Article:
You Become Numb To It

This past weekend Kristi and I went to the Upstate to see our families and go to her brother’s high school graduation. When we visit, we always stay with my Mema because she has plenty of extra room (and because she’s awesome). Staying there has become one of our favorite places in the world–from sitting around the table catching up with her to peacefully quiet nights in her house to Saturday morning trips to Yank’s for breakfast.

And let me tell you, it’s beautiful. Decades ago my Grandaddy bought 45 or so acres of rolling green hills and built their brick ranch on top of the hill. Generations have grown up traipsing around the green pastures and barns, learning to climb over the fence that keeps the cows and horses in, taking trips to the creek to hunt for crawdads and picking tomatoes out of the garden.

This is where I grew up, and it was a blessed growing up–that’s for sure.

But the thing is, when we go back to visit now, something is different.

Or rather, nothing is actually different, but my eyes somehow are. They are not as used to seeing the same landscape that they used to see every day. And every time now–every time we pull up or I walk around the house to a different view, or when the sun starts setting over the trees–I am absolutely struck by how gorgeous it is.

These pictures I took last weekend don’t do it justice, but it at least gives a hint:



And when I say struck, I mean that literally. I stand there, stunned for moments at a time, and can do nothing other than stare. I have this urge to look at my family, who still live there, and say “You guys don’t realize how beautiful this is, do you?”

Because I know from experience: you become numb to it.

And I hate this about us. That with familiarity, the most breathtaking vistas, the most wished-for freedoms in the world, the most staggering truths of the universe–they can become trite and commonplace in our eyes.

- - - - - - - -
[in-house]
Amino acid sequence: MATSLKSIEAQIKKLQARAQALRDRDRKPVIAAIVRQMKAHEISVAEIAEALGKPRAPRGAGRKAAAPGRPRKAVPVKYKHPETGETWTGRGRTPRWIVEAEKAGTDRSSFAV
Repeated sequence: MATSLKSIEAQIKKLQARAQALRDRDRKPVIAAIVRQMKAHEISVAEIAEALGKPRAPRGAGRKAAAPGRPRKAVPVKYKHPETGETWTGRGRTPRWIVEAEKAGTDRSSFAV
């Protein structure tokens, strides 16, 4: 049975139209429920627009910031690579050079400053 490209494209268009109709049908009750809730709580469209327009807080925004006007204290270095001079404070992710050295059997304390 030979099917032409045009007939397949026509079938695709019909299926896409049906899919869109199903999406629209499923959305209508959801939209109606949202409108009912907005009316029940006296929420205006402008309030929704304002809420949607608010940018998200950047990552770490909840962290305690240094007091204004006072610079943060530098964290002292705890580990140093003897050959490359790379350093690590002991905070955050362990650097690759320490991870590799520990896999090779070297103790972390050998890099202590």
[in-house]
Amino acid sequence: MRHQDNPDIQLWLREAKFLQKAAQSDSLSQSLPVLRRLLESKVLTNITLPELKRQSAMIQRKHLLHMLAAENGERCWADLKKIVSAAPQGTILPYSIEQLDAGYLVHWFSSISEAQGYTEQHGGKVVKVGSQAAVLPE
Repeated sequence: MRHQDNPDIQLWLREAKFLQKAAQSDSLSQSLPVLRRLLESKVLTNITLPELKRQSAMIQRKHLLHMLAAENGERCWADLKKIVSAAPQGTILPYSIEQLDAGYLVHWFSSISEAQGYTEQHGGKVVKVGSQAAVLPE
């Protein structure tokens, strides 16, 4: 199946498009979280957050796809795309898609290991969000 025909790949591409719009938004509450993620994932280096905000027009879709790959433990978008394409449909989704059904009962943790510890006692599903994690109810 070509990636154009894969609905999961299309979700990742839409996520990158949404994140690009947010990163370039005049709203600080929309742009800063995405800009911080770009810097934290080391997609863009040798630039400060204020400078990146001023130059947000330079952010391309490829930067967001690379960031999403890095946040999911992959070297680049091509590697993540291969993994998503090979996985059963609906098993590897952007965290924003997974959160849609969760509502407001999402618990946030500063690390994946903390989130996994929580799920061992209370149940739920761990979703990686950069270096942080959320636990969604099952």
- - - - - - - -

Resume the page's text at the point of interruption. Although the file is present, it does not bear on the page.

Then last Sunday I heard a fantastic sermon about how in the South so many people are inoculated to the gospel of Jesus. They’re familiar with it in some arm’s length sense, and just like a real inoculation–they’ve been given just enough of the flu to build a familiar resistance to it and never actually get the real flu. The earth-shattering realities of God taking on human flesh and dying in our place to free us from our self-righteous rebellion become familiar, tired sayings to which people yawn “heard that before.”

This is of course the tragic reality of familiarity.

To these people–the numb ones–I pray that by the grace of God, the Holy Spirit would come along and do what He does–point people to the immeasurable beauty of Jesus. That He would convict and reveal and by any means possible wipe the proverbial scales from their eyes and say, “See? See the real thing?”

By God’s grace, I am so happy to say that this is happening here in my city, Columbia. It’s happening through many ways, but one I see most often is through the church actually being a gospel-centered family together. Through people standing up and saying, “I am a busted, jacked up sinner, and I’m seeing more and more how the gospel is the cure for everything–my rebellion, my restlessness, my pain and my hardness of heart.” Seeing people come alive to the gospel and it’s all-encompassing implications literally never gets old.

I heard a story just the other day that a new Christian in one of our LifeGroups texted a friend of mine one morning, and it simply said:

Dude…God became man and died for my sin. Wow.

Wow indeed. I forget and take that for granted far, far too often.

Fellow believers, I hope that we will not grow numb to the gospel. I pray that it will become fresh again to us every day as we grow deeper in it and become more amazed by the work of Jesus and how it speaks to every facet of our lives.

We will never reach the bottom of it, so let’s continue to swim and be struck by it’s beauty.

4 thoughts on “You Become Numb To It”

  1. Well written. It is sad how the things we once found amazing become ordinary. It’s a definite challenge to find the beauty in the mundane when we are in it every day.

  2. Brandon, thank you for sharing. I know that I’ve taken what Christ did for me for granted. At times it hits me, there are times when I grasp a glimpse of what He did for me, but all too often I take it for granted; or worse, don’t even think about it. I was struck by a thought the other night, something posted by a friend. To paraphrase, it said something the lines of, “1,000,000 years from now when you’re in heaven, will you regret not reaching out more to save the lost?” Wow. When I put things in that kind of perspective it gives me an idea of how important this controversy between good and evil really is. 

    Anyway, keep up the good work! Thanks 🙂

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